Jeremy Welsh and Philip Hayward both embrace (not without careful deliberation) the radical aesthetic newness of (respectively) advanced video art and commercial music video; but, interestingly, they both depend on, for their arguments, some very classical aesthetic standards and comparisons. Welsh presents the tape Milena’s Journey (by “Finland’s foremost video artist” Marikki Hakola) as a triumph of lyrical, poetic, magic expressivity (“a fluid and dreamlike landscape”); Hayward compares the aesthetic field of rock video to that of early cinema. But such comparisons often prompt one to gruffly wonder if, for instance, video art’s vaunted poetry is just a miserable reduction of what has already been achieved by the masters of experimental film; or if music video is sometimes just the pale, pulverised rerun of a showbiz tradition that reached its peak in the Hollywood musical.


In fact, I sympathise with the lapses of Hayward and Welsh into old-fashioned artspeak or filmcritspeak. Although commentators including Peter Wollen have begged us to embrace the ‘knight’s move’ into a new aesthetic realm supposedly occurring in these new cultural forms, it is indeed hard to say what is exactly new in them. One sometimes doubts that there is anything new in them. Hayward argues strongly for the new aesthetic value of music video but, in doing so, he conveniently sidesteps the iron-clad protocols that make the form so often dull, conventional and repetitious: always show the singer, never interrupt the song … The so-called Age of Sampling – voices and images alike generated from digital circuits – has not yet budged these protocols one inch, as a glance at all those pop stars on TV desperately trying to mime their own audio-samples proves. And right across the art-technology scene we encounter similar inflated comparisons and delusions: so much effort has been expended in computer imaging to simulate the styles of great painters or produce life-like animation – but has there been anything yet glimpsed to rival a single great Picasso canvas or Tex Avery cartoon?


The best essays in the book refuse the deadly options of either prophecy of techno-doom or Utopian tomorrow-is-today reverie. Philip Brophy’s intricate account of developments in Stereo sound (with special reference to Dennis Hopper’s 1988 film Colors) shows how a technology can lead to altered expressive capacities in a medium like cinema – and also how existing critical/theoretical approaches have so far failed to grasp the present-day materiality of such changes. The essays by Tony Fry, Alan Durant and Anne-Marie Willis grapple with the difficult conceptual implications arising from new technological practices. Willis is especially perceptive in her analysis of the photographic image as, increasingly, only a “nodal point” in the emerging networks of image production. Willis’ hope that there could still be the possibility of “a break in the circuit of the system” or “critically conscious cultures which can be introduced into the system to work like viruses” is guarded; but it is a hope echoed and explored more concretely by Andrew Murphie in his sketch of a modern art of performance that might still recapture moments of “grace” and political lucidity.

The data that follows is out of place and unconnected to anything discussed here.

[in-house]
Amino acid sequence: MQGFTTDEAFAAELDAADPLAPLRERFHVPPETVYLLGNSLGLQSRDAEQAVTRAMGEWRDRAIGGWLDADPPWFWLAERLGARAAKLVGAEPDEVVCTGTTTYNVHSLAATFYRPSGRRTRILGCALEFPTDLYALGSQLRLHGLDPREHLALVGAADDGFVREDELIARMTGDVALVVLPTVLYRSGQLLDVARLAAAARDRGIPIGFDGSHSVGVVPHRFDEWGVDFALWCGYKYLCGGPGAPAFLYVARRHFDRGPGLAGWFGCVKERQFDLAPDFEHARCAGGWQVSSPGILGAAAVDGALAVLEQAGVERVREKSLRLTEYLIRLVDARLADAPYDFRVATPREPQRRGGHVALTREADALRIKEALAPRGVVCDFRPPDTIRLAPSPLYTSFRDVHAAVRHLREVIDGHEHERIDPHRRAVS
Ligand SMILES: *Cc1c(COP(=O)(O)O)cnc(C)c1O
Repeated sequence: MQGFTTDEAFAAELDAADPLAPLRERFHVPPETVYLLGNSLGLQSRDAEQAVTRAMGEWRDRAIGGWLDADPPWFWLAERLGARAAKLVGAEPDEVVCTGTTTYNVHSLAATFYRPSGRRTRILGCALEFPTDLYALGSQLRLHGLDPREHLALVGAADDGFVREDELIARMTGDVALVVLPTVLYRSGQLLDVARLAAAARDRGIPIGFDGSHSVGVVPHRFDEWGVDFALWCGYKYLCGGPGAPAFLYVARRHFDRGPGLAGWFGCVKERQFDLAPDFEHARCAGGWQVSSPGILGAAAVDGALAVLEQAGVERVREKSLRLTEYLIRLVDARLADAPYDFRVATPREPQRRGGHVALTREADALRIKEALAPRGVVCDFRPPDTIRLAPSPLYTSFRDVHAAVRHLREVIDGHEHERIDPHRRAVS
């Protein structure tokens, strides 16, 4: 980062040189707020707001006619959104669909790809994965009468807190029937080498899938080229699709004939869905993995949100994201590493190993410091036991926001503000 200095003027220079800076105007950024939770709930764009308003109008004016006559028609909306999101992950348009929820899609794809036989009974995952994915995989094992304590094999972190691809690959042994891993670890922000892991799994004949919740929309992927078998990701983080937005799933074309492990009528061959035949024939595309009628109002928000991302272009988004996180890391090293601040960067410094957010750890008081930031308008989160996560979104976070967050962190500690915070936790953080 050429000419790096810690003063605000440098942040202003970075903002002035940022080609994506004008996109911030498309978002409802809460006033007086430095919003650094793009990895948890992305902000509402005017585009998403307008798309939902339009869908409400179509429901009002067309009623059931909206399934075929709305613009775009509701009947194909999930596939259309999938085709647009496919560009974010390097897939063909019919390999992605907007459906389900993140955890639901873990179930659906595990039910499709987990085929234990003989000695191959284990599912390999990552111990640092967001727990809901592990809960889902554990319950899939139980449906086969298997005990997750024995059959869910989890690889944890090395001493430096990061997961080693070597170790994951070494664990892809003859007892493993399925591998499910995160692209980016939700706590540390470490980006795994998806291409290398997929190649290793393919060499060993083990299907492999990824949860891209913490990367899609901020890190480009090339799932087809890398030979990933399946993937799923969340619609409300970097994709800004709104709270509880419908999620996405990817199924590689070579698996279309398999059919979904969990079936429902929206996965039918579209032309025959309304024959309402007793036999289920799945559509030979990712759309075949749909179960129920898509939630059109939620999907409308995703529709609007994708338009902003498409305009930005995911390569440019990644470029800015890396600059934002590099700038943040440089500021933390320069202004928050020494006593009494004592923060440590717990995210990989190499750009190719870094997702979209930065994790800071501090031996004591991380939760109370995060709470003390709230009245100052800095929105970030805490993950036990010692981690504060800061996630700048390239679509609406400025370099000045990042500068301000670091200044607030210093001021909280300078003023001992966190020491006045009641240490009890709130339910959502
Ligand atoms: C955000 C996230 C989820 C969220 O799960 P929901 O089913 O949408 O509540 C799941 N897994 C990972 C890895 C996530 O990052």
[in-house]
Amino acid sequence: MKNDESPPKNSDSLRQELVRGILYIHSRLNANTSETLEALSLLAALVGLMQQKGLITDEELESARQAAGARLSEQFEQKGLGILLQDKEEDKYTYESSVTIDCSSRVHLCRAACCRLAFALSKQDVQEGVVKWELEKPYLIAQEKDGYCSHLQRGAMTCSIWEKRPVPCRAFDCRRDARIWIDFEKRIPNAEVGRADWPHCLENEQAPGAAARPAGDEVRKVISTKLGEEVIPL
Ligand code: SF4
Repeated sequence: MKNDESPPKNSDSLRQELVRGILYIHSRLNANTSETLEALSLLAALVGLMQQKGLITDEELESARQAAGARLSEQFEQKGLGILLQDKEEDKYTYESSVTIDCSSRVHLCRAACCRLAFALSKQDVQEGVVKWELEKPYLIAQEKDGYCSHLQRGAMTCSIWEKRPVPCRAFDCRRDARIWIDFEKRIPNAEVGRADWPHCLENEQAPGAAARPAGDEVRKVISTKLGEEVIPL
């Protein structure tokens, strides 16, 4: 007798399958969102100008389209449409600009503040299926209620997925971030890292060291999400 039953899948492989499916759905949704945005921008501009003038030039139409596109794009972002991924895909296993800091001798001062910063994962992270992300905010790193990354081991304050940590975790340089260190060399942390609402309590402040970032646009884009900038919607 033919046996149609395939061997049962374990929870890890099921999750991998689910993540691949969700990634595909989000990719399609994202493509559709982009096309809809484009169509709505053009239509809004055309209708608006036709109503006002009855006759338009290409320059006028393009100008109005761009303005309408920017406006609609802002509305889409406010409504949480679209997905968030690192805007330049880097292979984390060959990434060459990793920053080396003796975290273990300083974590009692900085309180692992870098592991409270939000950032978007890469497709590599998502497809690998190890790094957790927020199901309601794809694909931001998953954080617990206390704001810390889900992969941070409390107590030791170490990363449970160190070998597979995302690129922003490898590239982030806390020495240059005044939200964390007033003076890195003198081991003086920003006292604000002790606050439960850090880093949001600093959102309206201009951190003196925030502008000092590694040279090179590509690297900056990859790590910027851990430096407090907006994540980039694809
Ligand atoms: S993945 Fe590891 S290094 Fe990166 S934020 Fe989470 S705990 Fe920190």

There are inevitably disappointments in the book. Unfortunately standing-in for all those lo-tech practices that flourish in tertiary media departments and well-equipped loungerooms everywhere, George Barber’s contribution on Scratch Video is shallow, leading one only to conclude that the form (like holographic art) has already exhausted its meagre aesthetic and cultural possibilities. Tony Fry’s essay is written at his usual level of linguistic and expressive mastery: “It is not implied that the only kind of determinate information is technical, the socio-cultural is, for instance, equally able to be inducted as directive”. Wow, I totally get that.


Paul Brown’s spiel reaches up to the very height of post-human insanity: breathlessly looking forward to the wonderful day when we will be able to plug our PCs directly into our disembodied brains, Brown sidesteps the possible benefits of retaining old-fashioned items like touch, smell, taste, sex and conversation – and, in the process, shows himself (like so many tech-heads) completely unable to deal with the feminist critique of such disembodiment fantasies. Brown’s rave reminded me of a local cyberpunk manifesto by Troy Innocent and Dale Nason (in the grand style of performance artist Stelarc) which urged all punters on the future to “reject the meat of your body”. Don’t these guys still have to crap in the morning like the rest of us?


© Adrian Martin December 1995

Film Critic: Adrian Martin